Transurethral Resection Bladder Tumor (TURBT)

Bladder cancer is a common cancer affecting both men and women.  The most common histologic type is Transitional Cell Carcinoma (TCC), which is a cancer of the urothelium of the urinary tract; stretching from the kidney linings, down the ureters, and lining the bladder.  In fact, being diagnosed with TCC of the bladder holds an associated up to 10% risk of developing kidney/ureter TCC at some point as well.

Bladder cancer most typically presents with no symptoms, but with microscopic blood in the urine on testing.  Some patients may develop urgency and urinary frequency, others might have some pelvic or bladder discomfort.  Rarely would one develop blood in the urine that you can see with your naked eye.

Diagnostic testing would include imaging such as ultrasound or CT scans, as well as cystoscopy; putting a telescope through the urethral opening, examining the urethral lining, and into the bladder.  Once the diagnosis of bladder cancer is established, it becomes necessary to resect the lesion in order to confirm the histologic type, its aggressiveness, and tumor penetration depth into the bladder wall.  This procedure is called a Transurethral Resection of Bladder Tumor (TURBT).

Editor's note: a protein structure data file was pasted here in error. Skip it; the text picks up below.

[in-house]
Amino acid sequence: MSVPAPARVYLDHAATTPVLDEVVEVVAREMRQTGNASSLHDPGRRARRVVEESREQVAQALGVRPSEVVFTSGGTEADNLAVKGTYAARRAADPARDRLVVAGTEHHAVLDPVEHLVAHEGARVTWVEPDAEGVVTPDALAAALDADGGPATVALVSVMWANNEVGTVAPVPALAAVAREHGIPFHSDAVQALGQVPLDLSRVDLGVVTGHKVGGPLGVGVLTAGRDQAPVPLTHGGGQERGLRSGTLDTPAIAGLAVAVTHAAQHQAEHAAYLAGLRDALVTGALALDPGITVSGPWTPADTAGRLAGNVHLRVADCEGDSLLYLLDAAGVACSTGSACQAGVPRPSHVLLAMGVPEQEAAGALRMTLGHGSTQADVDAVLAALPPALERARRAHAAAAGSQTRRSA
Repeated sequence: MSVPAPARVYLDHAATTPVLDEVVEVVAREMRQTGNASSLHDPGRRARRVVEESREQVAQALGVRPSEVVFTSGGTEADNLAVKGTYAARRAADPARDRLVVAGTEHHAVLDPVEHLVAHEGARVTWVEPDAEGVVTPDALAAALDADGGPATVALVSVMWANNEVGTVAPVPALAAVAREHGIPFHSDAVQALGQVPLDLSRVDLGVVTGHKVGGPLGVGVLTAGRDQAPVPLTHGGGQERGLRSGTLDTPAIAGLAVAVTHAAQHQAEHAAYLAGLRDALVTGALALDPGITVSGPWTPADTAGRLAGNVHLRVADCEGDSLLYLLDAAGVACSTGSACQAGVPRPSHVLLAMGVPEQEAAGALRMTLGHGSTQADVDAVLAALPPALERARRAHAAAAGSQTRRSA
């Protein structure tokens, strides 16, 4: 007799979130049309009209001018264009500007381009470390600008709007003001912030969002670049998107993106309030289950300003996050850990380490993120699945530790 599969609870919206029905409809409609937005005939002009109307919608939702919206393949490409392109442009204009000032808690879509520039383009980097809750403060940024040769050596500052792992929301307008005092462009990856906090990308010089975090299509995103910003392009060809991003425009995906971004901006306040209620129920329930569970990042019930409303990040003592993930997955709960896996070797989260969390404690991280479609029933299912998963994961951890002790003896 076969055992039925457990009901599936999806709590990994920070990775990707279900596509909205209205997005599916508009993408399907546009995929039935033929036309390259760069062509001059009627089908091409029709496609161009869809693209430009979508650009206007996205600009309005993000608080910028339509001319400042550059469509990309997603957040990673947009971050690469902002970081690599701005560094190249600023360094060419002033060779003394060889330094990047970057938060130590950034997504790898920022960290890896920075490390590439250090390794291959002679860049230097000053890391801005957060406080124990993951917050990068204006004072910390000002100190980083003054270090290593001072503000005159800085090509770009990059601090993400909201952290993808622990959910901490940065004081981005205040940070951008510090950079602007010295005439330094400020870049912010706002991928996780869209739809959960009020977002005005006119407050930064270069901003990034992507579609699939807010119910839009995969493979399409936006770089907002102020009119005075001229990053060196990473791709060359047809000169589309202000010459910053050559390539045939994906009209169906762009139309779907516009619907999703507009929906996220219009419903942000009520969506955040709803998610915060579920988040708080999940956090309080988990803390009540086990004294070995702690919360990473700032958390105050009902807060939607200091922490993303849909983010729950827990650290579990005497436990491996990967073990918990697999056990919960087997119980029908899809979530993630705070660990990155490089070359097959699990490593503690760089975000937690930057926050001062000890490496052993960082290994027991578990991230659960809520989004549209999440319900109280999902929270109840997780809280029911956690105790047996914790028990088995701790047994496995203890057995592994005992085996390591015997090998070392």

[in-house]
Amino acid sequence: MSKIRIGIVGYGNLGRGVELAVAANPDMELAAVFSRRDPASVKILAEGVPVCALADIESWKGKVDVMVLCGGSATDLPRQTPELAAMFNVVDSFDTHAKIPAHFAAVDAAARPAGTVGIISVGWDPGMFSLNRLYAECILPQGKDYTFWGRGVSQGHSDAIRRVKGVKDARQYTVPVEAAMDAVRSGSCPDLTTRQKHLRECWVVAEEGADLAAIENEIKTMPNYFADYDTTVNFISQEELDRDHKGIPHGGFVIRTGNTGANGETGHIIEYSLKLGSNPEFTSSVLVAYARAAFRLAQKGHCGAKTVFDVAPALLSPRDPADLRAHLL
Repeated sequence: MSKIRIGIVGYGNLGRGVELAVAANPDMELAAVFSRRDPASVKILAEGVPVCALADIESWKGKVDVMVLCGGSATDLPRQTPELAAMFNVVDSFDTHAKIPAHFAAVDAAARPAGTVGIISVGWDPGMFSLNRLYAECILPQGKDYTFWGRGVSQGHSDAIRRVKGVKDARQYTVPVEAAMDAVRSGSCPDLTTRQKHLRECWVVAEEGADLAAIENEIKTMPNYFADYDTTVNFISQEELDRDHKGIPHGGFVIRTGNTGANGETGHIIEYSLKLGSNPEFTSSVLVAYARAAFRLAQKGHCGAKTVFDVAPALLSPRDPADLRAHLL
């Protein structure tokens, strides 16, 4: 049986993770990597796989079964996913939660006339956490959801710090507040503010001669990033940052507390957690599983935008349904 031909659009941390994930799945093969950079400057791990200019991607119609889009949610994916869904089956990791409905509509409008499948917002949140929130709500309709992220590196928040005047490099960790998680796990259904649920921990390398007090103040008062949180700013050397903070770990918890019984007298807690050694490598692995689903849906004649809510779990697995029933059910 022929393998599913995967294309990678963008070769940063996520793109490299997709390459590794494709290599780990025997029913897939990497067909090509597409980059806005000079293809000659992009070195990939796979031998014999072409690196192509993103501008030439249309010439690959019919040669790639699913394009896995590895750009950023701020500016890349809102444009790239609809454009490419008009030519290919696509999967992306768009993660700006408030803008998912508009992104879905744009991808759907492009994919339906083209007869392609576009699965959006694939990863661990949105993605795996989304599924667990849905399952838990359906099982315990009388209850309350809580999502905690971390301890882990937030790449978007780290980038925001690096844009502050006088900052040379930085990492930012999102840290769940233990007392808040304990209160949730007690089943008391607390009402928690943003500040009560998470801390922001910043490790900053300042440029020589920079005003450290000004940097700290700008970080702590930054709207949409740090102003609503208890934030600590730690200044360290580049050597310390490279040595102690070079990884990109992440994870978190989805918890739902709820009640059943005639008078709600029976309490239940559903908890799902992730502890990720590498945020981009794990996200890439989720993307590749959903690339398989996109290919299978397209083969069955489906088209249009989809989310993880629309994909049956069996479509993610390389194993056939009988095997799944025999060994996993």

The TURBT procedure is much like cystoscopy or other endoscopy, but performed as an outpatient day procedure in the Hospital.  You will be brought to the OR suite, given general anesthesia and placed in the dorsal lithotomy position (legs in stirrups).  A special Resectoscope will be introduced per urethra and used to examine the urethra up to and including the bladder.  An electrified loop of wire through the Resectoscope will be used to cut the offending lesion from the bladder wall, and a separate resection of the base of the lesion may be taken in order to stage the tumor depth via sampling.  The base and surrounding area are cauterized to prevent bleeding, and then the instruments removed.  You will be recovered in PACU and discharged when well.  Pathology reports take about a week to come back after analysis.

Depending on the results of Pathology, you may just be put on surveillance cystoscopy to monitor for tumor recurrence, or you may have to have additional therapy including partial or total removal of the bladder (cystectomy) and/or chemotherapy or radiation.

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